Today Conrad Black has an outstanding take-down of the WSJ's foolish anti-Trump editorial (on Friday). The WSJ editorial is titled "The GOP's Trump Problem"--see, Trump is the problem. Black responds with some heavy artillery of his own:
At some point, the former Republican establishment will have to familiarize itself with the consequences of being defeated by Donald Trump within its own party.
Black covers a lot of ground. I'll try to summarize the main points, while urging readers to follow the link--you won't regret it. Black talks turkey, explains the facts of political life in lucid terms.
Black's basic thesis is that the WSJ has things exactly backwards. Trump is not the problem for the GOP. Rather, the Never Trumps are the problem. Trump had a remarkably successful term, especially in light of the constant betrayals and the concerted Dem and Deep State assault on our constitutional order. The reality, contrary to the WSJ's view, is that Republicans want more of the Trump agenda--whether led by Trump himself or by a Trump approved proxy. In fact, the disastrous start and likely deepening national crisis we are experiencing under the Zhou Baiden regime (whoever or what cabal actually is pulling the strings) favor this solution for the GOP, in Black's view:
The present conditions are in fact quite conducive to that result. ... the shared mutual interests of all Republicans—and a growing number of Democrats and independents—to revive Republican congressional majorities and assure a strong challenge to the reelection of this administration.
In reaching that conclusion Black reviews some of the electoral betrayals. Naturally, he places special emphasis on Georgia, but we all know that those betrayals extend across numerous states. Just today, for example, the Nevada GOP has censured the Republican Secretary of State for her role in allowing massive fraud. Black emphasizes that none of the Trump lawsuits were ever actually adjudicated, and we know that many continue to go forward--in AZ, WI, MI and other states. It may be worth quoting his view of the judiciary's role:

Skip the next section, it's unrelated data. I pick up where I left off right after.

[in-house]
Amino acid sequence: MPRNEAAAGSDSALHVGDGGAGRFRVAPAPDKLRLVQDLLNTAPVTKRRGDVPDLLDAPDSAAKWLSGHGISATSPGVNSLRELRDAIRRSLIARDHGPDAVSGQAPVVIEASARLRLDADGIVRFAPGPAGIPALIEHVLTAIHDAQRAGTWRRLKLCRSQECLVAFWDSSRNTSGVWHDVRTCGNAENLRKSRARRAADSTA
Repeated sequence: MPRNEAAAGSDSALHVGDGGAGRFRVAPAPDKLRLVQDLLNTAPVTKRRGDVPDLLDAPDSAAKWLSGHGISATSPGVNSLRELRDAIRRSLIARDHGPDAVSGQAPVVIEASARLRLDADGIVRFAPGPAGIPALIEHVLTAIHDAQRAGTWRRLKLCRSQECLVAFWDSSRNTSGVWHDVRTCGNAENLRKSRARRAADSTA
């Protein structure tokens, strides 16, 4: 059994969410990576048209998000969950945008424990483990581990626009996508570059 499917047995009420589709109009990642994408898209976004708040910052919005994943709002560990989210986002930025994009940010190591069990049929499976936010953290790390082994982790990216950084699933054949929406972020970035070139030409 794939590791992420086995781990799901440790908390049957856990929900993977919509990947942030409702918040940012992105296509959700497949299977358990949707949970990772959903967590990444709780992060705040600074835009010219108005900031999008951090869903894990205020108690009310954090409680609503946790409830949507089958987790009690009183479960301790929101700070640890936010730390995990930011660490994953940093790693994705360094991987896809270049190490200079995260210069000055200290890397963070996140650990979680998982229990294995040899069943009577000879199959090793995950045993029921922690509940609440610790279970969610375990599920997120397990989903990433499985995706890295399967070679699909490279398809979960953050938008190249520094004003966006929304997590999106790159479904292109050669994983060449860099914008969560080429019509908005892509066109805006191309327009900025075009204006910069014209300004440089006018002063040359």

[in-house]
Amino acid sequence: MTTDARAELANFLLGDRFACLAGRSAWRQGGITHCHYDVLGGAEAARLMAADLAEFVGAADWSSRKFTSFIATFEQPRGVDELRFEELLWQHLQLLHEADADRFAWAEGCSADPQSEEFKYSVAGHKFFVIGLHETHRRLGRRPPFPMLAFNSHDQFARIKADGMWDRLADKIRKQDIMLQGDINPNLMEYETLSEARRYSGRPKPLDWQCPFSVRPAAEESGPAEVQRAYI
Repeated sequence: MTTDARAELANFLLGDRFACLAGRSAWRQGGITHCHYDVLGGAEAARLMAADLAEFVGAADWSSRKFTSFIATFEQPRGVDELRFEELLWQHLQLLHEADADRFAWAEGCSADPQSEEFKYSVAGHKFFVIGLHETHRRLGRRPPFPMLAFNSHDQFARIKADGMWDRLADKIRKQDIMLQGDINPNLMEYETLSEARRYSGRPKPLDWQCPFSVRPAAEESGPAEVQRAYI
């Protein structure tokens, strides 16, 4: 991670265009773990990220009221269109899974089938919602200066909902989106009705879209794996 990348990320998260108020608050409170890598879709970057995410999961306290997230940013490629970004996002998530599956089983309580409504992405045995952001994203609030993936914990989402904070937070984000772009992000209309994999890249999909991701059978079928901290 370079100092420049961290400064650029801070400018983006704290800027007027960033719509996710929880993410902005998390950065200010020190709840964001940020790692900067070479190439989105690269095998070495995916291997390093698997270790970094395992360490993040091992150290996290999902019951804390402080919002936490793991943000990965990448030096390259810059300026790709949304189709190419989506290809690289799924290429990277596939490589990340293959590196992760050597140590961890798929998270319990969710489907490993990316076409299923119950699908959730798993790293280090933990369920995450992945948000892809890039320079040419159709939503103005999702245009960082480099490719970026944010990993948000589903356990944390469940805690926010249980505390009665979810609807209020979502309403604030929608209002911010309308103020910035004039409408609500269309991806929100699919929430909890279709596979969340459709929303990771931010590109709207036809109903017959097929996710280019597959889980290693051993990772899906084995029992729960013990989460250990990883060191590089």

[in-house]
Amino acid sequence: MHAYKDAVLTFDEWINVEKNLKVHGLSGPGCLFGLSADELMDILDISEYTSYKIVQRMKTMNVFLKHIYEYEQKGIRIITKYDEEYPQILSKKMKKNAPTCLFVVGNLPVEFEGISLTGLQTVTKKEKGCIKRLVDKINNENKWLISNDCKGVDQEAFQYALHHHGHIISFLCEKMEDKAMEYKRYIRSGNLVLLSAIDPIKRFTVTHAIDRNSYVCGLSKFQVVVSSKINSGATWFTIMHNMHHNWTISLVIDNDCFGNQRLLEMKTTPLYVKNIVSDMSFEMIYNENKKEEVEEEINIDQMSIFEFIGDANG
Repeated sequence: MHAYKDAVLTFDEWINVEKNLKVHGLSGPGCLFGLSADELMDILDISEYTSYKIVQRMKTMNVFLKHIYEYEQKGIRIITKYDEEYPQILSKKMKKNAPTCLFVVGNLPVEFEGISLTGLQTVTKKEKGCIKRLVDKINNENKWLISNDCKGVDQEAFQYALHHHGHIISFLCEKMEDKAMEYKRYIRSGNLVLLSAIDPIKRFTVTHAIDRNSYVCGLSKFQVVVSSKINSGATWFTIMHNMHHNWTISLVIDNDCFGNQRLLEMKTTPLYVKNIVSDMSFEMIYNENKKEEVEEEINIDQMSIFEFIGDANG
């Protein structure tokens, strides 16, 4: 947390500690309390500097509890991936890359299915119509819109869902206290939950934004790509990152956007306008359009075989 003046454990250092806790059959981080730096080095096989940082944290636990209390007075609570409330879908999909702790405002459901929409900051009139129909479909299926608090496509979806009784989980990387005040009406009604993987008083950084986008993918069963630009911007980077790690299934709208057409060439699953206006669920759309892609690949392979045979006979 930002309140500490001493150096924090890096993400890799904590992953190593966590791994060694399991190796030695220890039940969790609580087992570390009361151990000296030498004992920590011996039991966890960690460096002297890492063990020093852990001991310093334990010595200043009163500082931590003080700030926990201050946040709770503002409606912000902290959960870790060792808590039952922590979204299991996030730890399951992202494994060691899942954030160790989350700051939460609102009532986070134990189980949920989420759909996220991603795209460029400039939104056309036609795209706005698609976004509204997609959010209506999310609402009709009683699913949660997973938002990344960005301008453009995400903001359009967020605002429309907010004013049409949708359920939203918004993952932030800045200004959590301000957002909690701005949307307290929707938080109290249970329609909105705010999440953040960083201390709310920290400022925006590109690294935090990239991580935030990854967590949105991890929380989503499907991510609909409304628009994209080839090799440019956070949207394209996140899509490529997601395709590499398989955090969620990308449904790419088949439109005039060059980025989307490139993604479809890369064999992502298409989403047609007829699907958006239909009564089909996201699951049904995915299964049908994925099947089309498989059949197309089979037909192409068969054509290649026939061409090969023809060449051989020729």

The fact that the former Republican establishment fell in with the Democratic narrative and refused to accept the possibility of this, in the most tainted election in American history (except perhaps 1876), is a disgrace and a dishonor to them. ...
The Trump campaign launched 28 lawsuits ... None of these cases was adjudicated—judges invoked technical reasons to avoid addressing the merits. The Supreme Court presumably ducked the Texas case because of the extreme controversy that would have arisen had it reversed the election result, and also to reduce in advance the prospect of a court-packing bill and to preserve the integrity of the court for possible challenges to the Democrats’ planned assault on the entire system of free elections in H.R. 1.
Whatever their reasons, the judiciary abdicated.
Given the questionable results, President Trump had absolutely no reason to abandon his legitimate claims. ...
It is not for Trump to bury his grievances, to be a good loser ... The real question is how and to what extent are Trump and his enemies within the Republican Party to be reconciled.
What really stands in the way of the reconciliation that Republicans across the country clearly desire is what Black terms the "indecent haste" with which " anti-Trump Republicans stormed out of the closet." Prime among them, in Black's book, is Mitch McConnell. Reading Black, one gets the distinct impression that Black agrees--while not quite saying so--with Trump's assessment of McConnell as a "dumb SOB." Black cites chapter and verse of the indictment against McConnell's political malpractice in the wake of the election hoax.
Black's conclusion is direct and to the point:
Reconciling With Political Reality
It is now almost inconceivable that the 2024 Republican presidential nominee will not be either President Trump or a candidate favored by him. ... both the correlation of political forces and the normal political etiquette require McConnell and the others to abandon their open hostility to Trump and for all of them to align around a common program to defeat the Democrats.
For the Wall Street Journal to expect the former president to forget that he and the majority of his fellow Republicans were betrayed ... is preposterous. ...
At some point, the former Republican establishment will need to familiarize itself with the consequences of ... having been deliberately or negligently complicit in his unjust (if perhaps only temporary) departure from the nation’s highest office. ...